• 39% of Americans agree with the statement that atheists "do not at all agree with my vision of American society" (26% agreed regarding Muslims, 23% agreed regarding homosexuals, 13% agreed regarding conservative Christians [interesting], 13% agreed regarding recent immigrants.)
  • 47% of Americans would disapprove if their child wanted to marry an atheist (34% would disapprove of a Muslim, 27% of an African American [yikes], 19% Asian or Hispanic, and pretty much everyone's ok with a Caucasian.)
  • Atheists are more distrusted than Muslims, Jews, gay men, and feminists. A similar percentage of respondents reported distrust for rapists as did for atheists.
(cite, cite)

So, Americans hate Muslims, homosexuals, and rapists, but they REALLY hate atheists. Ok, that might be overstating it. Americans may also really hate rapists.

Part Two: How Many Atheists Are There?

(Well, it is a nice thought, but not all these guys were atheists.)

About 14% of Americans have no religious preference, but only 7% respond to surveys about belief by agreeing with the statement "I don't believe in God", or "I don't know whether there is a God and I don't believe there is any way to find out". (These are the definitions of atheism and agnosticism, respectively). 7% is a pretty small group, but way larger than Mormons (1.9%) or Jews (1.7%).

Only 1% of Americans self-identify as atheists or agnostics*, but this is still more than the numbers of Jehovah's Witnesses (.7%), Buddhists (.7%), Muslims (.6%), or Hindus (.4%). Of course, most atheists don't go to atheist meetings or dress up in suits and go around ringing doorbells, handing out pamphlets about how there is no God. (Can you imagine?)

Part Three: FAQ

We'll get to why people hate atheists so much in just a bit, but first I want to answer a few questions. These are the most common questions that I get when I talk about being an atheist.

Why are you an atheist?
  • There is no need for the presence of a supernatural deity to explain the variety and wonder of the natural world.
  • Text from the Bible, as from other religious documents, is an amalgam of myths, aphorisms, and archetypes that have been around probably since humans first learned to tell themselves stories. The text and history of the Bible, as with other religious documents, clearly demonstrates that it was written by humans and has in fact gone through an editing process by which bits were added and removed according to the whims of the ruling religious elite at the time. Furthermore, passages from the Bible specifically contradict what science tells us to be true.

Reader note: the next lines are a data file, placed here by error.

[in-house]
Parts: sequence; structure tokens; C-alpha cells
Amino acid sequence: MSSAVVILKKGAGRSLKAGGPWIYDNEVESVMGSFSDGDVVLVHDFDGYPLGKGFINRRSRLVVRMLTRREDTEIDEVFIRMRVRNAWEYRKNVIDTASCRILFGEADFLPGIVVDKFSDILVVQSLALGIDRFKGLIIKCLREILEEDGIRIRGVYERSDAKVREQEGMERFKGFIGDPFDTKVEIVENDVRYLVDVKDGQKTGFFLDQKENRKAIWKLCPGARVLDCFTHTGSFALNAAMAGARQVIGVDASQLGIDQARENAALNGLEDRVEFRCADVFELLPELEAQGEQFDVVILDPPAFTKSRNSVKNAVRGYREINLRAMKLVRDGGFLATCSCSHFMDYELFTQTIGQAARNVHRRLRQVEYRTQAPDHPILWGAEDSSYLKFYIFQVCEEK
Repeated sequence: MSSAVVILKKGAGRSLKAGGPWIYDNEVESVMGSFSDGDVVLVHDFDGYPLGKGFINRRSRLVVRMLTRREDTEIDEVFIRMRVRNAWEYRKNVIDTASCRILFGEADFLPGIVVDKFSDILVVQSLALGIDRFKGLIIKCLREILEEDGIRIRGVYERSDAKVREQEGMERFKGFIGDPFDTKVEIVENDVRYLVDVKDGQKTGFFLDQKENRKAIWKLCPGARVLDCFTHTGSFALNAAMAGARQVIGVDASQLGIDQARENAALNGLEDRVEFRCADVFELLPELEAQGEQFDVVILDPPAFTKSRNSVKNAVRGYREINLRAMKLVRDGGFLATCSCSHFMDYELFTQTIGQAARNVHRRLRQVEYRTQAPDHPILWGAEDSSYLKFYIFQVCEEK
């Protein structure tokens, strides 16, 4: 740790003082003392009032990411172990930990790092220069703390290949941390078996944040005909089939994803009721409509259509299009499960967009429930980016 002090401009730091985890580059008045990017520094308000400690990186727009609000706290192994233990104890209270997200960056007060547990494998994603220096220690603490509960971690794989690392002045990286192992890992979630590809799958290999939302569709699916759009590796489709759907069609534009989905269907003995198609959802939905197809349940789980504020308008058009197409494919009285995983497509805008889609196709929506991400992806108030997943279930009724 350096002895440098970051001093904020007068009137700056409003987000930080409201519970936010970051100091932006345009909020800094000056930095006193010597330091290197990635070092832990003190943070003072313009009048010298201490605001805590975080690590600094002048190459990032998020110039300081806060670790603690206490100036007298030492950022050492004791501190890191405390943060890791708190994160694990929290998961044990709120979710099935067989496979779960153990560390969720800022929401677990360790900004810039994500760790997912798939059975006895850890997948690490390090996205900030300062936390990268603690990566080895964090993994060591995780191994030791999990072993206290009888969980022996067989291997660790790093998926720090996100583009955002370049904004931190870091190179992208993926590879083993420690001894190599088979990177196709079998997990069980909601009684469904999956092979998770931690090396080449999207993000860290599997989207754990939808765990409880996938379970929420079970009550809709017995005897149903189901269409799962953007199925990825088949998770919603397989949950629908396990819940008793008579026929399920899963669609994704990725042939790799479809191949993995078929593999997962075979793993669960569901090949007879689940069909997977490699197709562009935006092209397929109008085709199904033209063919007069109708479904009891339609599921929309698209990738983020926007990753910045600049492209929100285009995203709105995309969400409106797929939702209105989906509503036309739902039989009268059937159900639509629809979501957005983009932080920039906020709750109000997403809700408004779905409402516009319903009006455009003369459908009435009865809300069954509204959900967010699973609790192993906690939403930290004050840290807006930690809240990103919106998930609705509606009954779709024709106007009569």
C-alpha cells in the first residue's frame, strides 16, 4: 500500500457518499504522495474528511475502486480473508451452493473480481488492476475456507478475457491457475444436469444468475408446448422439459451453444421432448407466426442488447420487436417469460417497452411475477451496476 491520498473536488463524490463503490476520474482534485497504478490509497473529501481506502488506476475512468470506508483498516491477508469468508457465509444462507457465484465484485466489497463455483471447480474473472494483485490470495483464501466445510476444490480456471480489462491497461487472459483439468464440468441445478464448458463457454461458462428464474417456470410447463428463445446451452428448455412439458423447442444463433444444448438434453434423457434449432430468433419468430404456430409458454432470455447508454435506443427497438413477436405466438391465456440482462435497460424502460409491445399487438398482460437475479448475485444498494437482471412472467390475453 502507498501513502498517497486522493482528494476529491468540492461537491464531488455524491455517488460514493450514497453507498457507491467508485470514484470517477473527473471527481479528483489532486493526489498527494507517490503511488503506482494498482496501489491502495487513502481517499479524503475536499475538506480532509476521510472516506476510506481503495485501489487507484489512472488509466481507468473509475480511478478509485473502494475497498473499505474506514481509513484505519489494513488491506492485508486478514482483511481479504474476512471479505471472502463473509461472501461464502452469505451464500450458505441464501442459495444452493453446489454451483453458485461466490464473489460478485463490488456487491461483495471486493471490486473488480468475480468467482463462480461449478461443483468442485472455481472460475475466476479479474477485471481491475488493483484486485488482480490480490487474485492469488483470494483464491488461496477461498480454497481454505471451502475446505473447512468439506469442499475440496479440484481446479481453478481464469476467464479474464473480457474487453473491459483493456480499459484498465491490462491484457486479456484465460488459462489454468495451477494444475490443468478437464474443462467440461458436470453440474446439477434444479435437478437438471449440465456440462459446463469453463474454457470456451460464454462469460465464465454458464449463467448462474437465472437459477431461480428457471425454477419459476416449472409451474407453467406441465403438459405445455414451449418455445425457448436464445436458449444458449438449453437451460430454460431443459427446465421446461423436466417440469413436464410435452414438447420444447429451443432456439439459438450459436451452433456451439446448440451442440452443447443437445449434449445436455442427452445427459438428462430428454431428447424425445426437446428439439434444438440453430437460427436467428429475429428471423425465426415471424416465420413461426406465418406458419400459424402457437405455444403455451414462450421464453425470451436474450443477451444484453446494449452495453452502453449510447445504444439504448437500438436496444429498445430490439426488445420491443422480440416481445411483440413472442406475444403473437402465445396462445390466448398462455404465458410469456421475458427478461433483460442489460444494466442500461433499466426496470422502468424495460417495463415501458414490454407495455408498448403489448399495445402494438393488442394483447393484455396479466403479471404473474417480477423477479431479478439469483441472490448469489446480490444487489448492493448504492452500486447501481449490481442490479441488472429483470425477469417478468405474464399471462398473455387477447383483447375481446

• I have never experienced anything which might be described as a religious experience that could not be explained by the psychology and sociocultural pressure of the milieu.

Of course, all of these together don't mean that God doesn't exist, that the Bible isn't divinely inspired, or that religious experiences aren't real. However, I find these three factors to be necessary foundations of my disbelief in any deity. Were any of these pillars to be removed, I would likely become a more religious person. (That is not a challenge, people!)

I realize that spelled out so clearly, my beliefs make me sound arrogant. But no more arrogant than people who go around claiming that they know there is a God, and furthermore, presume to know what God wants.

What do you think happens when we die?

The same thing that happened before we were born. Nothingness.

Doesn't this make you sad/scared?

Not for me personally - obviously I won't be aware of what's going on. It does make me sad that death is final and that I won't have an opportunity to meet up with my loved ones again. It would be nice if an afterlife did exist. But wishful thinking cannot and should not be the basis for religious belief.

How do you fill that hole in your life that religious people fill with God?

Why do you assume that my life has a hole? I certainly don't feel in any way that my life is less than complete. I work, I write, I blog, I quilt, I play with my dog and cat, I raise money for charity, I love my husband and family, I clean the house (sometimes), I read, I hang out with friends, I eat (lots), I travel, I teach - these are the same things that everyone else does too.

And lest you accuse me of being in denial about some gaping hole in all of this, let me also tell you what I don't do. I don't drink, smoke, or do drugs. I don't gamble or sleep around. I'm not depressed or sad - in fact, I'm pretty happy most of the time. In short, I don't do anything that would lead someone to suspect that I'm subconsciously compensating for some kind of soul hole (sounds like a band name - Soul Hole). I'm actually pretty boring that way.